Macron chooses Republican legislator Edouard Philippe as new French Prime Minister

Edouard Philippe was named as France's new prime minister on 15 May 2017CHARLY TRIBALLEAU / Stringer

France's President Emmanuel Macron has appointed Édouard Philippe, a moderate centre-right legislator, as the country's new prime minister.

Republican MP Philippe is the mayor of Le Havre, a port city in northwestern France, and a political ally of Alain Juppé, the former prime minister who lost his party's nomination to François Fillon in the primary elections last year. Philippe's departure is the latest blow to the Republican Party, whose reputation was tarnished by Fillon's embezzlement scandal.

Following the announcement, Juppé described Philippe as a man of "great talent." Like Macron, Philippe, 46, is pro-business and a social liberal. He was briefly a member of the Socialist Party in his twenties before he started working as an adviser for Juppé.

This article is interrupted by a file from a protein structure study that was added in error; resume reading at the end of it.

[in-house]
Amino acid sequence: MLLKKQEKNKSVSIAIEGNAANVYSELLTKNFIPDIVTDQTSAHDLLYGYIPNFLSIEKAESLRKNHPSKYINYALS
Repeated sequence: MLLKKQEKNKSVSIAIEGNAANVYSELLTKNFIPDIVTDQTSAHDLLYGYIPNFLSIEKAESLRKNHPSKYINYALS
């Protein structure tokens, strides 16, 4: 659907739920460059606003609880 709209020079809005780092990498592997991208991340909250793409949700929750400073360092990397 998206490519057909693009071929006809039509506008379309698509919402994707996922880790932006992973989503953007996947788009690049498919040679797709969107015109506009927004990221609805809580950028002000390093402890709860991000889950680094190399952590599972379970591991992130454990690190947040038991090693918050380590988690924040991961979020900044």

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Macron's choice reveals his commitment to draw in key figures from both the left and right wings of France's political spectrum.

Philippe is expected to act as a counterweight to the Socialist MPs who have already joined Macron's La République En Marche! party.

There are 428 candidates vying for a position in Macron's new party in the June elections. Half of them are women and only 5% are currently MPs, all of whom belong to the Socialist left.

Macron is expected to name the rest of his cabinet by the middle of the week.

French President-elect Emmanuel Macron celebrates on the stage at his victory rally near the Louvre in Paris on 7 MayChristian Hartmann / Reuters

The new president is having a busy first day in office. After appointing his prime minister, Macron travelled to Germany, where he will meet with Chancellor Angela Merkel later this afternoon. The two leaders are expected to discuss the challenges facing the European Union.

Macron holds strong pro-EU views and has called for the union to be given a common budget and its own finance minister. These reforms would require the backing of Merkel, who is the most powerful and longest-serving leader in the EU.

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